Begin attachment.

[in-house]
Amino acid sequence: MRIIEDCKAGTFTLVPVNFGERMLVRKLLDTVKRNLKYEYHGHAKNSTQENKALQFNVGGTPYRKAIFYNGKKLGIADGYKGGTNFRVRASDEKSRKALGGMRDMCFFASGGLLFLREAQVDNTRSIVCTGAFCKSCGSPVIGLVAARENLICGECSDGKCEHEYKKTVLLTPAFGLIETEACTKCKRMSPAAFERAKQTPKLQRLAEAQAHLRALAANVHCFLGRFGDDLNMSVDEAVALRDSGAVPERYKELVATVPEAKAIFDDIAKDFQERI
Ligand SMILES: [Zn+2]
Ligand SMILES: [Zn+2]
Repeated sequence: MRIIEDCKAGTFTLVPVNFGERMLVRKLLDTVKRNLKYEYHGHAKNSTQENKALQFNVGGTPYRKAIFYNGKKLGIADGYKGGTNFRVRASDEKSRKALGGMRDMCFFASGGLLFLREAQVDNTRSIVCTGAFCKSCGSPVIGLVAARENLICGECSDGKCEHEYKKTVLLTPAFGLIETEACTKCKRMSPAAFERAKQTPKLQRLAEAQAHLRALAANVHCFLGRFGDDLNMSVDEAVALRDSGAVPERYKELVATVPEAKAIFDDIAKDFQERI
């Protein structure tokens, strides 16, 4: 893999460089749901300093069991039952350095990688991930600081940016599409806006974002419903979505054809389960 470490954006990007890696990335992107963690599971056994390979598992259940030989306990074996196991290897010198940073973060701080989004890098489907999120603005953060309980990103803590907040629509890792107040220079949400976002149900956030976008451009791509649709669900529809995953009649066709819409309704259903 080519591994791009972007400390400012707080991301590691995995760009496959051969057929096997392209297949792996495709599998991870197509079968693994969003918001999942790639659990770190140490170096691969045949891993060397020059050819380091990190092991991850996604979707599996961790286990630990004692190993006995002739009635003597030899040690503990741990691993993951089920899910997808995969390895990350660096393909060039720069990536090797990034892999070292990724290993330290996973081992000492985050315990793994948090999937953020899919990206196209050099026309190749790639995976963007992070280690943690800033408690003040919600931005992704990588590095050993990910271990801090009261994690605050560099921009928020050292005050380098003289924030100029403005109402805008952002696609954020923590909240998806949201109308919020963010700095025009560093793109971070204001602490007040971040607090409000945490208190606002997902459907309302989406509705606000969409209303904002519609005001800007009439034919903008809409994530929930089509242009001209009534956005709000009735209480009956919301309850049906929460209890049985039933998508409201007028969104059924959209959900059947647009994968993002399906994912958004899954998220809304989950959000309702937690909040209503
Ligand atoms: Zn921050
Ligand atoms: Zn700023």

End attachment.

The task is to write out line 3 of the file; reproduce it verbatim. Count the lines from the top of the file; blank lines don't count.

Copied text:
Ligand SMILES: [Zn+2]